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Tuesday, March 06, 2012

Guest Post by Ken Simons: The NFL Bounty as a Teachable Moment

Ken Simons (BU) writes:

The controversy over New Orleans Saints football players paying a bounty for injuring an opposing player is a telling instance of the distinction between purpose and knowledge--specifically, between purposely causing injury and knowingly causing injury.

Why such outrage over the bounty, but not nearly the same outrage over intentional hard hits that predictably cause injury? One explanation is the general distinction between purposely causing a particular type of harm and knowingly (or recklessly) causing that harm; the first is much more difficult to justify than the second.
We can distinguish:   
A. Intent to injure another player.  
B. Intent to hit the other player hard, as hard as the rules allow (including an intent to cause pain to the other player), which the actor knows has a high chance of injuring the other player.

In both cases, the ultimate purpose may well be the same: competitive advantage, by intimidating the other team’s players.  But there is a significant moral and legal difference in the intended or chosen means.

In a bounty system, the player acts with intent A.  The player only obtains the bounty if the injury occurs.  His chosen means is to remove the player from the game via injury.  He must, to receive the bounty, do whatever is necessary to ensure that the opposing player suffers physical injury.  (If the first hard hit does not succeed, he must try, try again...)  This conduct is exceedingly difficult to justify, and in this context, it is indeed unjustifiable.  (In boxing and some other sports, to be sure, such an intent may be justifiable.)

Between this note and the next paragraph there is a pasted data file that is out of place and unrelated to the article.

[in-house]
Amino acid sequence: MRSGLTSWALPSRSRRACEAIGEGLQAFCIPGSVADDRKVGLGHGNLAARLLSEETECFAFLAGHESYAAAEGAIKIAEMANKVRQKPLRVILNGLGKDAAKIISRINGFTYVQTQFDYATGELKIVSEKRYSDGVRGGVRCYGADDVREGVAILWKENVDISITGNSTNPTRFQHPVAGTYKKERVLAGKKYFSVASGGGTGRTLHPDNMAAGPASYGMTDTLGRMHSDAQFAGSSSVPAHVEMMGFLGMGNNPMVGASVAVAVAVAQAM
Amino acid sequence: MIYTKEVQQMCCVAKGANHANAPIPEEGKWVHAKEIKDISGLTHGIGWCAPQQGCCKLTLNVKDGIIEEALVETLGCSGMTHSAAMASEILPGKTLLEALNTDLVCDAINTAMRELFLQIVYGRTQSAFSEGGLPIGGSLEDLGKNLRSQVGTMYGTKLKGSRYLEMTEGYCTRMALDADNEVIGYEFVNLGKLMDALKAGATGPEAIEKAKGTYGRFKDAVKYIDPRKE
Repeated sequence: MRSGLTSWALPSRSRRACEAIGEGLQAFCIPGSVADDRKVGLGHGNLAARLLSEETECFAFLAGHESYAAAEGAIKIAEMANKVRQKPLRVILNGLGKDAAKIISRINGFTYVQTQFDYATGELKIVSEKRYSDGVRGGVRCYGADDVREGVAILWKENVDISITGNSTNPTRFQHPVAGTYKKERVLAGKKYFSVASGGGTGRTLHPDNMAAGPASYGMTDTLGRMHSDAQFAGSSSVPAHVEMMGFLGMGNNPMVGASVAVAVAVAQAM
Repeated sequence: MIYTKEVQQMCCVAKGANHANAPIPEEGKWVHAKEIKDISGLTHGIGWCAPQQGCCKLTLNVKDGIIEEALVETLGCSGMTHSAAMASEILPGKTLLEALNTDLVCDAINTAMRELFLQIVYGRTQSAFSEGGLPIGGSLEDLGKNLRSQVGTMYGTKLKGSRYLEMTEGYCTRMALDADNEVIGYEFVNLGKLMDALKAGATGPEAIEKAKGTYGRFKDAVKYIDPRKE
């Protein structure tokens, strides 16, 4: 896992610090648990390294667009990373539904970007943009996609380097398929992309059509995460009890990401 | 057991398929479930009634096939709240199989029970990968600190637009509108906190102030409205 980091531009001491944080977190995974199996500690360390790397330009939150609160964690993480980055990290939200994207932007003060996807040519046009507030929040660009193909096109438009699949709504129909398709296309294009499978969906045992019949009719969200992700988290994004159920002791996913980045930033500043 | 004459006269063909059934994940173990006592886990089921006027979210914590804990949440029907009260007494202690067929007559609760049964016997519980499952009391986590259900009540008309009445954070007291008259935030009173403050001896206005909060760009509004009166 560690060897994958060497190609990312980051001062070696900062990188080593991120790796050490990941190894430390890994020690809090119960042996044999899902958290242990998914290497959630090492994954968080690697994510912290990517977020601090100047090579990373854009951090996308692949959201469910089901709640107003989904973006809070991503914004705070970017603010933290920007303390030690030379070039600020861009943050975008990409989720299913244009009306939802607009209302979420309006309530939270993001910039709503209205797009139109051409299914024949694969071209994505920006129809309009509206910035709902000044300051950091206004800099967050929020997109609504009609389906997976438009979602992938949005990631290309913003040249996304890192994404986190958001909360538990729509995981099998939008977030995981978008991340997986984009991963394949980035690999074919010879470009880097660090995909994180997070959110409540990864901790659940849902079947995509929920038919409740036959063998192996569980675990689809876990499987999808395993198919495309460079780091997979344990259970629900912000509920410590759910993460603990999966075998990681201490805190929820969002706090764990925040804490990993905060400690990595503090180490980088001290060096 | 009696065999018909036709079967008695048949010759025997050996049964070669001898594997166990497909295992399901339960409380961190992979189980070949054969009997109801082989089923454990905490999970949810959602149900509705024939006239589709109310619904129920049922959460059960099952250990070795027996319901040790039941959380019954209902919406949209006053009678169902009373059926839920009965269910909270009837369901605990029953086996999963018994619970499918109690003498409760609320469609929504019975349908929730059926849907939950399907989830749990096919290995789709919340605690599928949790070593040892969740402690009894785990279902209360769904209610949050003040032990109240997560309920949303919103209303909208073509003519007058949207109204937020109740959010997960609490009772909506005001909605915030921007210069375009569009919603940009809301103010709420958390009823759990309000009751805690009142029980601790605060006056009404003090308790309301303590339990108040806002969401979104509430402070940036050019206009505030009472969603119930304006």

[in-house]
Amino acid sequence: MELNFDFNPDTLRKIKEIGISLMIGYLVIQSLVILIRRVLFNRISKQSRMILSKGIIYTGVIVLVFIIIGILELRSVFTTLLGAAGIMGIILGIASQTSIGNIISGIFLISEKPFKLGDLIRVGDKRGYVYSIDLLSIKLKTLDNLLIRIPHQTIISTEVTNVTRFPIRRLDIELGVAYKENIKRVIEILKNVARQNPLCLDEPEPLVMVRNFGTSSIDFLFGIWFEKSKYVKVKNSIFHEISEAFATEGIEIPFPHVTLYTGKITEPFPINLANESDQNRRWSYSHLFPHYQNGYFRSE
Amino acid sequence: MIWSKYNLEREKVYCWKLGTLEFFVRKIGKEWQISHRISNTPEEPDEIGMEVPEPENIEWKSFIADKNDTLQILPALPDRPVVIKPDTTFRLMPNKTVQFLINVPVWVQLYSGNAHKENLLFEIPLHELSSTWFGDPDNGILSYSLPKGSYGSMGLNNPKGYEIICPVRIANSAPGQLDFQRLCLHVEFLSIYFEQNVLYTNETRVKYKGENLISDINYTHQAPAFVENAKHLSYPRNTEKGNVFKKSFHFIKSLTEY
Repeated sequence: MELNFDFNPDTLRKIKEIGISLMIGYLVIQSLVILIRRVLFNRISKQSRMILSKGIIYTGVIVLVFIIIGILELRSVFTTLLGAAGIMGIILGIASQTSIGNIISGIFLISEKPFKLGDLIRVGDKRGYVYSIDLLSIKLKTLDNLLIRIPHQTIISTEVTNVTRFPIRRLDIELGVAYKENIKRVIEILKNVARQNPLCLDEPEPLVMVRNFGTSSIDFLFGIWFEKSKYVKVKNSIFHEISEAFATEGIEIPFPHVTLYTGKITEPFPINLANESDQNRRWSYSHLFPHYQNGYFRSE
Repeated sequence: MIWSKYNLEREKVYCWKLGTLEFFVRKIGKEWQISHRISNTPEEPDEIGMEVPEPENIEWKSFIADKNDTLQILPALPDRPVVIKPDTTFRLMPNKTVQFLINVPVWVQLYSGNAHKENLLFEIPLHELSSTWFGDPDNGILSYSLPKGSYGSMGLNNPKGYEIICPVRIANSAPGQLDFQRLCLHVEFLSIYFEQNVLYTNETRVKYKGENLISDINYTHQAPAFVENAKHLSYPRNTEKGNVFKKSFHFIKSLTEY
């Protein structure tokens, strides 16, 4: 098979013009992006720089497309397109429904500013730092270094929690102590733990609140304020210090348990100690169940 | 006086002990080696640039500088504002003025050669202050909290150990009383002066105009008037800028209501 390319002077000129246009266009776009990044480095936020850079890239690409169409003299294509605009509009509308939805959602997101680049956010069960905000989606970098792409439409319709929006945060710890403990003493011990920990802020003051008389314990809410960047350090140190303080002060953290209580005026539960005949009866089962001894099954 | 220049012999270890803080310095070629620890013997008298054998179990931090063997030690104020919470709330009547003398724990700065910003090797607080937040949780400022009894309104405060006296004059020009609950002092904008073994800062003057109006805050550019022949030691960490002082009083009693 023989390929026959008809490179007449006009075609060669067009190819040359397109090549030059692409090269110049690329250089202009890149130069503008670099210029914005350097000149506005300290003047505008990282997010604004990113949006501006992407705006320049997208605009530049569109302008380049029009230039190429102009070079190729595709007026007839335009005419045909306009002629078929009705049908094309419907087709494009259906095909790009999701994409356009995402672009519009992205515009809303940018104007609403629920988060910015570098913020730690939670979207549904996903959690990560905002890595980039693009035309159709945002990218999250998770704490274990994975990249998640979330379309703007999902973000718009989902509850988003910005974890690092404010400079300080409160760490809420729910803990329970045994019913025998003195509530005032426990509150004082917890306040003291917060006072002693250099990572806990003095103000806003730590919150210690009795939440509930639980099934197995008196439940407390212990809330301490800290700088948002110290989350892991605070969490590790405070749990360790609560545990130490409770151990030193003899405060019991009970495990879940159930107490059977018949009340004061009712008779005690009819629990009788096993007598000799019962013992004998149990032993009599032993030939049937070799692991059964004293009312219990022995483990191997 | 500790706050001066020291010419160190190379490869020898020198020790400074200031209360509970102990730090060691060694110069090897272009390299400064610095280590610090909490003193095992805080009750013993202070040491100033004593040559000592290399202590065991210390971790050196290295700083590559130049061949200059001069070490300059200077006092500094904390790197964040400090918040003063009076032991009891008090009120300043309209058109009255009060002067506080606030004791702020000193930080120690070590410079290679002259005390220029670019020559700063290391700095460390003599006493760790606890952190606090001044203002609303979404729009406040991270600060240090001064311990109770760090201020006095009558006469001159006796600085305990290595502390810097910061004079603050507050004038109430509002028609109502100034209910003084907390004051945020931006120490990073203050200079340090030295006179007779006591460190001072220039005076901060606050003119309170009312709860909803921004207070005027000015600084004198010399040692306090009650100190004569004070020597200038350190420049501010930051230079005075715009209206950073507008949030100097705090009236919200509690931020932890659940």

By contrast, in a more typical "aggressive defense" system, the player acts with intent B: he at most has knowledge that he is likely to injure another player (or that he poses a significant risk of injuring another player).  But his chosen means is not to remove the player from the game.  Acting with this type of "intent" is much easier to justify.
This distinction is, of course, also drawn in many other contexts.  It is unjust (and contrary to international law) to target innocent civilians in wartime for killing, even if this would secure a military advantage.  It is not always unjust (and is not always contrary to international law) to bomb a legitimate military target, knowing that this will unfortunately cause some civilians casualties (subject, of course, to proportionality constraints).
I do not suggest that the purpose/ knowledge distinction is the only source of public outrage over the Saints' "bounty" system.  Another possible source is the egregiously quid-pro-quo nature of paying a bounty.  Any bounty system makes it uncomfortably clear how much the NFL rewards violence.  But I doubt that the payment of bounties is the whole explanation.  Suppose, for every "hard hit" or every successful sack of a quarterback, a player received a financial reward.  I doubt that serious outrage would be the reaction.

Posted by Administrators on March 6, 2012 at 11:36 PM in Criminal Law, Current Affairs | Permalink


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Please delete that comment above I do not know how it got posted to this blog when it was intended for another blog. My apologies.

Posted by: Daniel | Mar 8, 2012 2:42:59 AM

Considering that there is an entire television series based on the thesis of a pet kangaroo....


I assert it isn't a novel idea.